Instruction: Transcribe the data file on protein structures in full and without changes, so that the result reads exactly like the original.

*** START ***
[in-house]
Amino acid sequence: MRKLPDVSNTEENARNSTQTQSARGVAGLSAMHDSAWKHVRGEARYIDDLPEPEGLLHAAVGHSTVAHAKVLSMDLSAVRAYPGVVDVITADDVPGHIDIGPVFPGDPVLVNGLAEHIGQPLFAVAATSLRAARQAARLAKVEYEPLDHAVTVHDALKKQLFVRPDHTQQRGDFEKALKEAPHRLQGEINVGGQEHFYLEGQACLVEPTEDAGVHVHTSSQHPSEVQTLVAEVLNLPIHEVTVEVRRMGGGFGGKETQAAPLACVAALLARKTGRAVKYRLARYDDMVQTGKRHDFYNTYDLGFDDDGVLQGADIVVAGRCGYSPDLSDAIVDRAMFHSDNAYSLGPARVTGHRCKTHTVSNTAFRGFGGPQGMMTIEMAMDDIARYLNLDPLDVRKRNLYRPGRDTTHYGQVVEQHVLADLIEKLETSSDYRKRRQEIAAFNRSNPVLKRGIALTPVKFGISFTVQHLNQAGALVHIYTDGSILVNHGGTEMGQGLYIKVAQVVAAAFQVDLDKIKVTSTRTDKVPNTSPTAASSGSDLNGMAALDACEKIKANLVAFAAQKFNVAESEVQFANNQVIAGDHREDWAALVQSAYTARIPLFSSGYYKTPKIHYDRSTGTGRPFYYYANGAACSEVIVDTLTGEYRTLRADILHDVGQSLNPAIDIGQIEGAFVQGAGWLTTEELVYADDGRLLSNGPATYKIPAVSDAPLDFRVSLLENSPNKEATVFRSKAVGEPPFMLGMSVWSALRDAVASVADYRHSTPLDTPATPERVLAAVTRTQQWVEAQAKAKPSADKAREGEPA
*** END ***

[in-house]
Amino acid sequence: MRKLPDVSNTEENARNSTQTQSARGVAGLSAMHDSAWKHVRGEARYIDDLPEPEGLLHAAVGHSTVAHAKVLSMDLSAVRAYPGVVDVITADDVPGHIDIGPVFPGDPVLVNGLAEHIGQPLFAVAATSLRAARQAARLAKVEYEPLDHAVTVHDALKKQLFVRPDHTQQRGDFEKALKEAPHRLQGEINVGGQEHFYLEGQACLVEPTEDAGVHVHTSSQHPSEVQTLVAEVLNLPIHEVTVEVRRMGGGFGGKETQAAPLACVAALLARKTGRAVKYRLARYDDMVQTGKRHDFYNTYDLGFDDDGVLQGADIVVAGRCGYSPDLSDAIVDRAMFHSDNAYSLGPARVTGHRCKTHTVSNTAFRGFGGPQGMMTIEMAMDDIARYLNLDPLDVRKRNLYRPGRDTTHYGQVVEQHVLADLIEKLETSSDYRKRRQEIAAFNRSNPVLKRGIALTPVKFGISFTVQHLNQAGALVHIYTDGSILVNHGGTEMGQGLYIKVAQVVAAAFQVDLDKIKVTSTRTDKVPNTSPTAASSGSDLNGMAALDACEKIKANLVAFAAQKFNVAESEVQFANNQVIAGDHREDWAALVQSAYTARIPLFSSGYYKTPKIHYDRSTGTGRPFYYYANGAACSEVIVDTLTGEYRTLRADILHDVGQSLNPAIDIGQIEGAFVQGAGWLTTEELVYADDGRLLSNGPATYKIPAVSDAPLDFRVSLLENSPNKEATVFRSKAVGEPPFMLGMSVWSALRDAVASVADYRHSTPLDTPATPERVLAAVTRTQQWVEAQAKAKPSADKAREGEPA